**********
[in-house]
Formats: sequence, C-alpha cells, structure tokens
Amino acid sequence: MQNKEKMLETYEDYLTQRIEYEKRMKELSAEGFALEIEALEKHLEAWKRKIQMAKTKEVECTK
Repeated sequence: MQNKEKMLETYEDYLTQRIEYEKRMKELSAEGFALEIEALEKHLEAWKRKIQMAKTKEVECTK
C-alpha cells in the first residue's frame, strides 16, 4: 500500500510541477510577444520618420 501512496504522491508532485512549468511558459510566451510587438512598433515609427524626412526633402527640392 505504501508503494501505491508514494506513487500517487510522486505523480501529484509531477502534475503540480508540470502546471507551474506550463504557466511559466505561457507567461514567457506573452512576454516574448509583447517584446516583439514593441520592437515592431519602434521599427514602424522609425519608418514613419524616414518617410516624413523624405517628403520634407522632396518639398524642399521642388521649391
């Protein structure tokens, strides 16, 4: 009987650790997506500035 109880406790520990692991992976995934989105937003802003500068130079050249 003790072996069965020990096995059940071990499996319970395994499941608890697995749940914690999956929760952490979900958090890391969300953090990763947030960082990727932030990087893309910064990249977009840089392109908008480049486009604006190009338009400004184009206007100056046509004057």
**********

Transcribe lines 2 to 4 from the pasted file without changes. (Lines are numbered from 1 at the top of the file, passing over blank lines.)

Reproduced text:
Formats: sequence, C-alpha cells, structure tokens
Amino acid sequence: MQNKEKMLETYEDYLTQRIEYEKRMKELSAEGFALEIEALEKHLEAWKRKIQMAKTKEVECTK
Repeated sequence: MQNKEKMLETYEDYLTQRIEYEKRMKELSAEGFALEIEALEKHLEAWKRKIQMAKTKEVECTK